Studies show that marriages in which one or both partners have ADHD are more than twice as likely to divorce and had briefer marriages prior to divorce.
The stresses experienced by dysfunctional marriages in which one spouse has ADHD often include:
-Poor communication, with the ADHD partner having a strong tendency to interrupt and to lead the conversation down alternate paths rather than sticking to the original topic.
-Lack of emotional control reflected in arguments that tend rapidly escalate into yelling and blaming rather than engaging in communicating and problem-solving.
-Lack of consistency as a parent — the ADHD partner often fails to enforce rules with children, including failure to enforce bedtime, bath time, homework and chores.
-Broken promises — ADHD partners make promises, often with truly good intentions, but then fail to follow through.
-Imbalance in responsibilities within the marriage, where the non-ADHD partner taking on most of the burden for household management, meal preparation and child care.
-Forgetfulness that leads the non-ADHD partner to feel that they cannot ever depend upon their partner to complete tasks, remember commitments, or even remember that important topics have been discussed.
-Poor money management and impulsive spending patterns in the partner with ADHD.
-Criticism, controlling behavior and disparaging comments on the part of the non-ADHD partner
In dysfunctional marriages where both spouses have ADHD, a chaotic home life is often the norm.
-Communication is poor, and often more volatile than communication between partners where only one has ADHD.Both partners exhibit poor emotional control, resulting in verbally violent arguments that can be very traumatic for children in the home.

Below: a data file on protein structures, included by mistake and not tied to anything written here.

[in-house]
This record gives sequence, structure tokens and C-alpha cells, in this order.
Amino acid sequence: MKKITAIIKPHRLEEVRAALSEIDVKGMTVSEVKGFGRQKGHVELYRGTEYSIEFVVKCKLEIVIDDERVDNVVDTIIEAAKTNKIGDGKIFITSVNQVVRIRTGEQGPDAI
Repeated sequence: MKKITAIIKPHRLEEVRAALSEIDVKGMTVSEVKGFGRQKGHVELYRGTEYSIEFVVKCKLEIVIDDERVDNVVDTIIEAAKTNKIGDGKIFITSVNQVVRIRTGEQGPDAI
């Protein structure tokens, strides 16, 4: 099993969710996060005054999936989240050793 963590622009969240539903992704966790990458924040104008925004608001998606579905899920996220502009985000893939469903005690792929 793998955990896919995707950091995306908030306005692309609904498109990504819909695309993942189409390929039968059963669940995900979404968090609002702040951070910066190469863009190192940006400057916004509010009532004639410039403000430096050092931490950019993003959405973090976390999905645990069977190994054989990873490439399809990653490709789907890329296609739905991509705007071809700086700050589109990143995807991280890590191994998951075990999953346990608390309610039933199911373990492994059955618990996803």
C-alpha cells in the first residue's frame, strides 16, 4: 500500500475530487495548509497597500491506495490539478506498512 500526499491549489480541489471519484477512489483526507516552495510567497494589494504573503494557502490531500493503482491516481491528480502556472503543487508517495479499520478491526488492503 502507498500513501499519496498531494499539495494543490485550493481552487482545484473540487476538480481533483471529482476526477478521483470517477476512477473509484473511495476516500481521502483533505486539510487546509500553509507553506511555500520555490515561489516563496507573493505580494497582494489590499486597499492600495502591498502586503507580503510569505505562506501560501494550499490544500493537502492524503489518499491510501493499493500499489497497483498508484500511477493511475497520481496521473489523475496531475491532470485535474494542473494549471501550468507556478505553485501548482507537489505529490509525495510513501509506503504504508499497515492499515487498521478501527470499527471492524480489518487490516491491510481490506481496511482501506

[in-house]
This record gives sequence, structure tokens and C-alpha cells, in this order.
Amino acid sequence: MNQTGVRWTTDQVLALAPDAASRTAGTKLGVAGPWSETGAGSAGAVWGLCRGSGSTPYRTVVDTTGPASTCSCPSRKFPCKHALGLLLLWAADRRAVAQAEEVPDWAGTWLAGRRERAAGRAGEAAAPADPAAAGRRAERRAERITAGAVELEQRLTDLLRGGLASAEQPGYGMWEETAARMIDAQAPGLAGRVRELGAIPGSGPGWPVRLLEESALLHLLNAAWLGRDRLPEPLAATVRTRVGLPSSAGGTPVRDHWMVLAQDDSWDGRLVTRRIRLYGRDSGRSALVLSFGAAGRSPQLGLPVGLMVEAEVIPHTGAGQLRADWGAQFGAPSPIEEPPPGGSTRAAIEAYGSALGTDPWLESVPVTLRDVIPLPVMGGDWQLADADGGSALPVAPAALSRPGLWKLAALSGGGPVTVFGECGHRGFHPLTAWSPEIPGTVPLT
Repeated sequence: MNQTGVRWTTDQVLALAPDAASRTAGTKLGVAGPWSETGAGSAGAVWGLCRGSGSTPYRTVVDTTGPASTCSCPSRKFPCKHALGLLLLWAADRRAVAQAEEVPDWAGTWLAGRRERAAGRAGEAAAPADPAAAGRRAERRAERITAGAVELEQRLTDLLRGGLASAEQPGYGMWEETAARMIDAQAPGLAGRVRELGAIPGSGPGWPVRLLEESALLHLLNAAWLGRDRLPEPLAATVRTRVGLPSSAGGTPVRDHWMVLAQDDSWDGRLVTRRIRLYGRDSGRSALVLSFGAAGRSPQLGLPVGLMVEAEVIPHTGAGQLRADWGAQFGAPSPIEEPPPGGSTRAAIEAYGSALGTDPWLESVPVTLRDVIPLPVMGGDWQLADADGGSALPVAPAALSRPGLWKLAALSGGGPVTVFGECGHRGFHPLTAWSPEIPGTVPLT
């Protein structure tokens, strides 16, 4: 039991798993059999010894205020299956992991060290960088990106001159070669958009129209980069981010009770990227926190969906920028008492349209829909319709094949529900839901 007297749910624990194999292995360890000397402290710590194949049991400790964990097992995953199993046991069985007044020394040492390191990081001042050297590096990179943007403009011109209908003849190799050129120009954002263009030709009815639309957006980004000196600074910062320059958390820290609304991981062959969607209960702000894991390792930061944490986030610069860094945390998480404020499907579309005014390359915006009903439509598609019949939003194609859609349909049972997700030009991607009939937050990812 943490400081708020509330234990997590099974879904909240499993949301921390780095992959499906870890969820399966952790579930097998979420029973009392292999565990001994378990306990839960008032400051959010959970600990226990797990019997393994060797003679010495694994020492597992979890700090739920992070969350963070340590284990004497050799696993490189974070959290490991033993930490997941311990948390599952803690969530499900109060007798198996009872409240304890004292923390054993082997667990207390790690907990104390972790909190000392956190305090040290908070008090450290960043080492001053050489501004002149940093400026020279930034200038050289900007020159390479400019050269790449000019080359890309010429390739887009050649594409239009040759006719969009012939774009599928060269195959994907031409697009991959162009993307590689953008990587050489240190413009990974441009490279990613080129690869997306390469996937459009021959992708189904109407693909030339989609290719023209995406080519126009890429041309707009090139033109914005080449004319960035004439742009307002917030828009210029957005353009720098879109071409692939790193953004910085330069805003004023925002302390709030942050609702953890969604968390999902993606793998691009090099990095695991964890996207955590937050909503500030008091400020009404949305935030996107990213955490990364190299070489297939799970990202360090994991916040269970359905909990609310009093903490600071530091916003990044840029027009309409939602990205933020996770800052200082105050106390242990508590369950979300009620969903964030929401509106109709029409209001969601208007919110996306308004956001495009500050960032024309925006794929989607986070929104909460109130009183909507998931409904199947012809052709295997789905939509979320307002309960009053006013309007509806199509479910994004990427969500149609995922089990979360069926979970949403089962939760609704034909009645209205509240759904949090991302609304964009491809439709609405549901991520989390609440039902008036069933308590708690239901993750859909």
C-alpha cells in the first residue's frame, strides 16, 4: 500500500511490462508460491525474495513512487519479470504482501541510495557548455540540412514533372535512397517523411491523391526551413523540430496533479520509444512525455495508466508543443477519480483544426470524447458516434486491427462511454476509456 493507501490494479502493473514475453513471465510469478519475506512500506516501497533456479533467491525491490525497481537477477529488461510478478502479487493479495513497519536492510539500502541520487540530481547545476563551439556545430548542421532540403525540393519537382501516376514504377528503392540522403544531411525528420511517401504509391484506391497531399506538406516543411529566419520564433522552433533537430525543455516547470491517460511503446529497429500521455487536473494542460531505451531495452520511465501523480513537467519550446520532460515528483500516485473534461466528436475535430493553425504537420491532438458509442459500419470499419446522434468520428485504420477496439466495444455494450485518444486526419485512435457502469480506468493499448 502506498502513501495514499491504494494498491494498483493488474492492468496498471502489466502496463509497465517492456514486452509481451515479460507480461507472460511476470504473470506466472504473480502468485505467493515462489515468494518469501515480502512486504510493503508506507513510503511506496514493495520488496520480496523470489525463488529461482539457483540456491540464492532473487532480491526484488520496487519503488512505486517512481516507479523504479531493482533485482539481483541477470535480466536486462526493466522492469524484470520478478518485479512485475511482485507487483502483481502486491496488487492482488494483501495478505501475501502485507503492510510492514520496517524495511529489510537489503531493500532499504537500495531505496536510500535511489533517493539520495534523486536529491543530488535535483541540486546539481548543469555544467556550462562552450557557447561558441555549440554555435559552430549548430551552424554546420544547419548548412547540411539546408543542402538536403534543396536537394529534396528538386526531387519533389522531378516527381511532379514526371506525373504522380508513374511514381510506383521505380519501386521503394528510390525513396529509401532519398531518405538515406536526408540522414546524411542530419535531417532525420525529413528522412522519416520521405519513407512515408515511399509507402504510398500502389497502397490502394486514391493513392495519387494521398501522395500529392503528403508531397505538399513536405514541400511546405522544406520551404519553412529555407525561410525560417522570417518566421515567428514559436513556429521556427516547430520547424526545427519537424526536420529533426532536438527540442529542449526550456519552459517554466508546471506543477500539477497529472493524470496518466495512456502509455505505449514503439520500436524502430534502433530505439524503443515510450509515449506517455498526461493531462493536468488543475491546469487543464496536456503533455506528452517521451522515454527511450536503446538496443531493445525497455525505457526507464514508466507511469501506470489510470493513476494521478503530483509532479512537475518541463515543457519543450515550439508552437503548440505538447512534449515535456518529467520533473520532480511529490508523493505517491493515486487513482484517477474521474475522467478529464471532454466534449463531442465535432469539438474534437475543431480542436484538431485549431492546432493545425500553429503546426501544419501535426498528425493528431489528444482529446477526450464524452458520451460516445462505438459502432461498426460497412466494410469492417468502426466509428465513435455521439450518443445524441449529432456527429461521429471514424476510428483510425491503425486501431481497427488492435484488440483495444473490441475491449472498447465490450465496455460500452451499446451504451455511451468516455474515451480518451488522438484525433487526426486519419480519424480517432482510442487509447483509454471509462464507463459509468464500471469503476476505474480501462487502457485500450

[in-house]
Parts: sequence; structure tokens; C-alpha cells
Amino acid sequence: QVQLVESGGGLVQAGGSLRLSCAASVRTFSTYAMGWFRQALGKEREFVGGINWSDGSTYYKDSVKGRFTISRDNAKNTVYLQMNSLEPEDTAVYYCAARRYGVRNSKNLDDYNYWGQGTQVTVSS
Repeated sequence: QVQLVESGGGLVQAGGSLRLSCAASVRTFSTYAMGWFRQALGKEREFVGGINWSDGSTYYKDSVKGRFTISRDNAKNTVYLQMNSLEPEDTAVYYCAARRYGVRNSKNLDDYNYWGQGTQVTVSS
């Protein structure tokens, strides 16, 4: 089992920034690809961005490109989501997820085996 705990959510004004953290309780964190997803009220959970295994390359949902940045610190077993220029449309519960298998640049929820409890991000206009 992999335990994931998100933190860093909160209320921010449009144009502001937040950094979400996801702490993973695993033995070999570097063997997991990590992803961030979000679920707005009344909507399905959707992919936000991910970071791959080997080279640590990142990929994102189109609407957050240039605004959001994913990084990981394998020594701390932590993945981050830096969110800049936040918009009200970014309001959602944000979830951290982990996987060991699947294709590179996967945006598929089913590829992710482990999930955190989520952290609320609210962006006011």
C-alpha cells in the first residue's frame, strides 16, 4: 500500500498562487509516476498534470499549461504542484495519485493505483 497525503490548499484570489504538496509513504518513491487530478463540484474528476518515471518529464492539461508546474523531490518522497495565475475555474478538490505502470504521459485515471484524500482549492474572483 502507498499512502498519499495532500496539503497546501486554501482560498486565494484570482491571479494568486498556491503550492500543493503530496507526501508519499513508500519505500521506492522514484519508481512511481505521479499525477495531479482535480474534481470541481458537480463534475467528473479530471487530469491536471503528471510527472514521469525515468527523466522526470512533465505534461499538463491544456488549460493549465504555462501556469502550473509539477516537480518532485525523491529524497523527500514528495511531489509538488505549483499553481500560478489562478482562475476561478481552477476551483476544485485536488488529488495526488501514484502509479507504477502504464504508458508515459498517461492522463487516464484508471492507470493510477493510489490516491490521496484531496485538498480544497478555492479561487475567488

-Both parents tend to lack consistency in their parenting and may resort to blaming one another for the inconsistency rather than working together to resolve the problem.
-Households are often cluttered and chaotic as neither parent takes charge of consistently performing household tasks.
-Both partners struggle with forgetfulness, sometimes leaving a child to fend for himself, for example, if neither parent arrives on time for an after-school pick-up.
-Poor money-management is a common issue often leading to poor credit ratings and even bankruptcy.
What’s more, parents with ADHD are very likely to have one or more children with ADHD that tend to be much more challenging to raise than non-ADHD children. Because adults with ADHD have a greater chance of being under-employed or having periods of unemployment, post-divorce financial stresses are often high.
Children with ADHD often have academic and behavioral problems when they live in an intact family. These children tend to be hyper-sensitive to family stress, which leads them to be even more likely to struggle both emotionally and academically following a divorce.
One common post-divorce issue occurs when parents disagree about a child’s ADHD diagnosis or about appropriate treatment. Sometimes this results in a parent refusing to allow their child to take prescribed medication for ADHD when the child is visiting their home. Sometimes this negative parental attitude will influence a child to deny his ADHD diagnosis and refuse treatment that may have been helpful before it was discontinued.